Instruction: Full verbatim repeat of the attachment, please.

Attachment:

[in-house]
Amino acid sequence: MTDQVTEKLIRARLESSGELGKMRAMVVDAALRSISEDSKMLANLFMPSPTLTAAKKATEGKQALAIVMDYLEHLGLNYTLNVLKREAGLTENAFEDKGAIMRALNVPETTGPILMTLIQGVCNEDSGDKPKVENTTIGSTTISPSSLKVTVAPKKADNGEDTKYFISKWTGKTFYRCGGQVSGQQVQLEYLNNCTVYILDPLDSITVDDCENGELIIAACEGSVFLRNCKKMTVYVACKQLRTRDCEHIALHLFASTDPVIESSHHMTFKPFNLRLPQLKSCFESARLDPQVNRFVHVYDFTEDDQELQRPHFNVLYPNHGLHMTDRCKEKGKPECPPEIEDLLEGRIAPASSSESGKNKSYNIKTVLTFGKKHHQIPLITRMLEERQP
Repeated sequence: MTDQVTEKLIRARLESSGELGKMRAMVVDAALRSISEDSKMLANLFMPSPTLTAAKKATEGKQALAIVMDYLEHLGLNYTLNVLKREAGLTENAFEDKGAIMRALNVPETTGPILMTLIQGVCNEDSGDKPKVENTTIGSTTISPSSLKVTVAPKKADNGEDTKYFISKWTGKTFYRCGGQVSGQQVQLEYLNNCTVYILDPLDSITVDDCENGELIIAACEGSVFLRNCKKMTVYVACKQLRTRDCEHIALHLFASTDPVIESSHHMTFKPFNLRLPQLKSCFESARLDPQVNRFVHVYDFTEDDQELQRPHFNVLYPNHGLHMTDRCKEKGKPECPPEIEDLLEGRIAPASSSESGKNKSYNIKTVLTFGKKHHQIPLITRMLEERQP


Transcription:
[in-house]
Amino acid sequence: MTDQVTEKLIRARLESSGELGKMRAMVVDAALRSISEDSKMLANLFMPSPTLTAAKKATEGKQALAIVMDYLEHLGLNYTLNVLKREAGLTENAFEDKGAIMRALNVPETTGPILMTLIQGVCNEDSGDKPKVENTTIGSTTISPSSLKVTVAPKKADNGEDTKYFISKWTGKTFYRCGGQVSGQQVQLEYLNNCTVYILDPLDSITVDDCENGELIIAACEGSVFLRNCKKMTVYVACKQLRTRDCEHIALHLFASTDPVIESSHHMTFKPFNLRLPQLKSCFESARLDPQVNRFVHVYDFTEDDQELQRPHFNVLYPNHGLHMTDRCKEKGKPECPPEIEDLLEGRIAPASSSESGKNKSYNIKTVLTFGKKHHQIPLITRMLEERQP
Repeated sequence: MTDQVTEKLIRARLESSGELGKMRAMVVDAALRSISEDSKMLANLFMPSPTLTAAKKATEGKQALAIVMDYLEHLGLNYTLNVLKREAGLTENAFEDKGAIMRALNVPETTGPILMTLIQGVCNEDSGDKPKVENTTIGSTTISPSSLKVTVAPKKADNGEDTKYFISKWTGKTFYRCGGQVSGQQVQLEYLNNCTVYILDPLDSITVDDCENGELIIAACEGSVFLRNCKKMTVYVACKQLRTRDCEHIALHLFASTDPVIESSHHMTFKPFNLRLPQLKSCFESARLDPQVNRFVHVYDFTEDDQELQRPHFNVLYPNHGLHMTDRCKEKGKPECPPEIEDLLEGRIAPASSSESGKNKSYNIKTVLTFGKKHHQIPLITRMLEERQP